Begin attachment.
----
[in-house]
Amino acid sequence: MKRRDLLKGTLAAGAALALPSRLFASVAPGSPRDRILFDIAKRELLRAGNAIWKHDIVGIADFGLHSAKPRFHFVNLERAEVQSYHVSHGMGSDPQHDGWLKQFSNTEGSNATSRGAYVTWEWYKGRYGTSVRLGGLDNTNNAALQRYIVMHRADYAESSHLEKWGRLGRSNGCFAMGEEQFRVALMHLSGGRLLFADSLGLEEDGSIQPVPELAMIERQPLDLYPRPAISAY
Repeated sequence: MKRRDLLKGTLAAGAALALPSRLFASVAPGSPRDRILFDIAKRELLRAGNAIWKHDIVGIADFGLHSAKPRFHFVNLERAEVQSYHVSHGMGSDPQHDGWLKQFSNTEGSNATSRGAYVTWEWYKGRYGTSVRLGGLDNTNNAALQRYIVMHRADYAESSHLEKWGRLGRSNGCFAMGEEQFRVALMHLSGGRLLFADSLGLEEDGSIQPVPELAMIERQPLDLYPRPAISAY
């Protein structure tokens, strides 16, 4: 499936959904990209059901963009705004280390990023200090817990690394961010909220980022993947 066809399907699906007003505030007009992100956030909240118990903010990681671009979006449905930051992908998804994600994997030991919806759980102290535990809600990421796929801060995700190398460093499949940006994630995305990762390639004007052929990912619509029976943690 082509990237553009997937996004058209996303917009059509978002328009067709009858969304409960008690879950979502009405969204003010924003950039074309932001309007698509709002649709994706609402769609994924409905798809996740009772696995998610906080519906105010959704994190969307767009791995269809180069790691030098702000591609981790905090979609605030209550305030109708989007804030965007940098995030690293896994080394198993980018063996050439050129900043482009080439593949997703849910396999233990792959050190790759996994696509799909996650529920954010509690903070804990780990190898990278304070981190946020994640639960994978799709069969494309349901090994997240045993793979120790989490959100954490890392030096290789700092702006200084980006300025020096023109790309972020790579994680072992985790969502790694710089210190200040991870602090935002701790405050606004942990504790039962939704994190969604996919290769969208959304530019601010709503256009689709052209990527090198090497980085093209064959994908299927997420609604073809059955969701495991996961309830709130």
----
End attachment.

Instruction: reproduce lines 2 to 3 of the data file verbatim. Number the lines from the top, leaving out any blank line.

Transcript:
Amino acid sequence: MKRRDLLKGTLAAGAALALPSRLFASVAPGSPRDRILFDIAKRELLRAGNAIWKHDIVGIADFGLHSAKPRFHFVNLERAEVQSYHVSHGMGSDPQHDGWLKQFSNTEGSNATSRGAYVTWEWYKGRYGTSVRLGGLDNTNNAALQRYIVMHRADYAESSHLEKWGRLGRSNGCFAMGEEQFRVALMHLSGGRLLFADSLGLEEDGSIQPVPELAMIERQPLDLYPRPAISAY
Repeated sequence: MKRRDLLKGTLAAGAALALPSRLFASVAPGSPRDRILFDIAKRELLRAGNAIWKHDIVGIADFGLHSAKPRFHFVNLERAEVQSYHVSHGMGSDPQHDGWLKQFSNTEGSNATSRGAYVTWEWYKGRYGTSVRLGGLDNTNNAALQRYIVMHRADYAESSHLEKWGRLGRSNGCFAMGEEQFRVALMHLSGGRLLFADSLGLEEDGSIQPVPELAMIERQPLDLYPRPAISAY